Your RAM8.hdl is correct and passes RAM8.tst on my computer. The problem must be with your Register (or Bit) implementation.
You can debug this by creating a projects/03/a/test directory and copying only RAM8.hdl, .tst, and .cmp files into that directory. That will use the built-in parts for everything else, and it should pass.
Then copy your Register.hdl into the test directory. If RAM8.tst then fails, Register is the problem. If it passes, continue by copying your Bit.hdl.
If you find that either your Register.hdl or Bit.hdl is causing the problem, and it passes its test (copy the .tst and .cmp files into the test directory), please email me the failing HDL. I would like to improve the test(s) to detect the problem.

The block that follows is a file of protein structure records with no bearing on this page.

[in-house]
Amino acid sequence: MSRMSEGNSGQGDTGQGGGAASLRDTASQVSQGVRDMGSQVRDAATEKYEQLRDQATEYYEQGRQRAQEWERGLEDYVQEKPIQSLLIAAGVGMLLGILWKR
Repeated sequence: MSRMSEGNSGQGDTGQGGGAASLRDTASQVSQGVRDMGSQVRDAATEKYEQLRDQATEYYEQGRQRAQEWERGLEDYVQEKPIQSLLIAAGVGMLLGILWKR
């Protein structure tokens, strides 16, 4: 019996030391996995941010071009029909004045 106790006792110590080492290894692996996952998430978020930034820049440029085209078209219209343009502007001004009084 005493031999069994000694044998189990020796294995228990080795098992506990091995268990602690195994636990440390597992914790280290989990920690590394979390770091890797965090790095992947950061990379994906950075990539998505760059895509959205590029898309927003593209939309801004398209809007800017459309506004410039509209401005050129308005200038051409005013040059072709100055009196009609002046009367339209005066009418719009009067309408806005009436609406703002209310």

I don't know enough about the Hardware Simulator's internals to give a detailed answer.
The BUILTIN keyword is documented in Appendix A as
the HDL body of a built-in chip has the following format:
BUILTIN Java class name;
where Java class name is the name of the Java class that delivers the chip functionality.
Normally, this class will have the same name as that of the chip, for example
Mux.class. All the built-in chips (compiled Java class files) are stored in a directory
called tools/builtIn, which is a standard part of the simulator’s environment.
It must only be used by itself in an HDL file in a directory that also contains its corresponding Java .class file.
The easiest way to force the Hardware Simulator to use the built-in version of a part instead of YourPart.hdl is to temporarily rename your HDL file.